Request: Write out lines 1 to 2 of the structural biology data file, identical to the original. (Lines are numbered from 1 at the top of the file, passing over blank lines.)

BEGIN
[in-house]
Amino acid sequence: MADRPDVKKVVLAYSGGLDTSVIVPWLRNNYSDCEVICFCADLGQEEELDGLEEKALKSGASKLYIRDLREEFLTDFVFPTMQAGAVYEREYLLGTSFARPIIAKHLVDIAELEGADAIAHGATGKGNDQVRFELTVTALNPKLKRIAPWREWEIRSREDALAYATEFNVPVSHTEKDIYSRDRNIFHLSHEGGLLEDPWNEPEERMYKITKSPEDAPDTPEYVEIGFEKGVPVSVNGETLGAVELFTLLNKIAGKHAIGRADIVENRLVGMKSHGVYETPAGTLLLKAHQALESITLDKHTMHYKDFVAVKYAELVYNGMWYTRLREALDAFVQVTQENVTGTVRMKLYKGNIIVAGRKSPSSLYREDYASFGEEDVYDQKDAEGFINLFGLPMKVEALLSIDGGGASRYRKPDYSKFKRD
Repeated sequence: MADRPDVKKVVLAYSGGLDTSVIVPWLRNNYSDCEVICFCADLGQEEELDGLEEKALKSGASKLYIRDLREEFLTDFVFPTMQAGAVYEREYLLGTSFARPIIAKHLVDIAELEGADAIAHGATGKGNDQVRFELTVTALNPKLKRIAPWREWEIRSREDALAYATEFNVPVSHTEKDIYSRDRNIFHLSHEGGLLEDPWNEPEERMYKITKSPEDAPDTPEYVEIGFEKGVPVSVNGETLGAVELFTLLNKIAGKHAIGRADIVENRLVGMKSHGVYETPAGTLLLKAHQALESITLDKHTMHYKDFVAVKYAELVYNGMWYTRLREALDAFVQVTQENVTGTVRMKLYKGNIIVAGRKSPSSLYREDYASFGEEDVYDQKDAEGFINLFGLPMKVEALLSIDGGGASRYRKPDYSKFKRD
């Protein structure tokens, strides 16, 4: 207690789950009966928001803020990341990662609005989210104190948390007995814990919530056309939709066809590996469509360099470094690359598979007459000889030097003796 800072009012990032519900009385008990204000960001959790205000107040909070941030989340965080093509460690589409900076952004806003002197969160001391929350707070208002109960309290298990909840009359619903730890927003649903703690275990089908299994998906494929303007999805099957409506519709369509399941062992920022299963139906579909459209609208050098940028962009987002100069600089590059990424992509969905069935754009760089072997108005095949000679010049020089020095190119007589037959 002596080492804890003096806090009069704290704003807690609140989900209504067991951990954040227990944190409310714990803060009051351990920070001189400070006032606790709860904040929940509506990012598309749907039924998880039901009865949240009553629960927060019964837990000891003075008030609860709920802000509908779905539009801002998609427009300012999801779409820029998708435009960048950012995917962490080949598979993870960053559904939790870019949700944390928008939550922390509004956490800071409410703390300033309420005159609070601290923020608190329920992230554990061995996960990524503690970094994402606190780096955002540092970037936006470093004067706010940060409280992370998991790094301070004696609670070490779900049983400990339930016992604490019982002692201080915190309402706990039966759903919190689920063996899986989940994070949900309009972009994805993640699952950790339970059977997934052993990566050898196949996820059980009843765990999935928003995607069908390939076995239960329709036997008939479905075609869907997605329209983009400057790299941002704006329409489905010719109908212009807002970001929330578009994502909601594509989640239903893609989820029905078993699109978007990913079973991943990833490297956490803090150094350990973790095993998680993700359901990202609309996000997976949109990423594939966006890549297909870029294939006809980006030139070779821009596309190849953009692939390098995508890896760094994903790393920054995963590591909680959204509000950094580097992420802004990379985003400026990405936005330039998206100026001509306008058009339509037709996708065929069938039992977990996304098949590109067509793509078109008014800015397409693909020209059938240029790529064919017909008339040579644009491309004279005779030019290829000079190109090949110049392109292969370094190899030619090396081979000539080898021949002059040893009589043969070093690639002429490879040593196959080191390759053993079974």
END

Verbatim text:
[in-house]
Amino acid sequence: MADRPDVKKVVLAYSGGLDTSVIVPWLRNNYSDCEVICFCADLGQEEELDGLEEKALKSGASKLYIRDLREEFLTDFVFPTMQAGAVYEREYLLGTSFARPIIAKHLVDIAELEGADAIAHGATGKGNDQVRFELTVTALNPKLKRIAPWREWEIRSREDALAYATEFNVPVSHTEKDIYSRDRNIFHLSHEGGLLEDPWNEPEERMYKITKSPEDAPDTPEYVEIGFEKGVPVSVNGETLGAVELFTLLNKIAGKHAIGRADIVENRLVGMKSHGVYETPAGTLLLKAHQALESITLDKHTMHYKDFVAVKYAELVYNGMWYTRLREALDAFVQVTQENVTGTVRMKLYKGNIIVAGRKSPSSLYREDYASFGEEDVYDQKDAEGFINLFGLPMKVEALLSIDGGGASRYRKPDYSKFKRD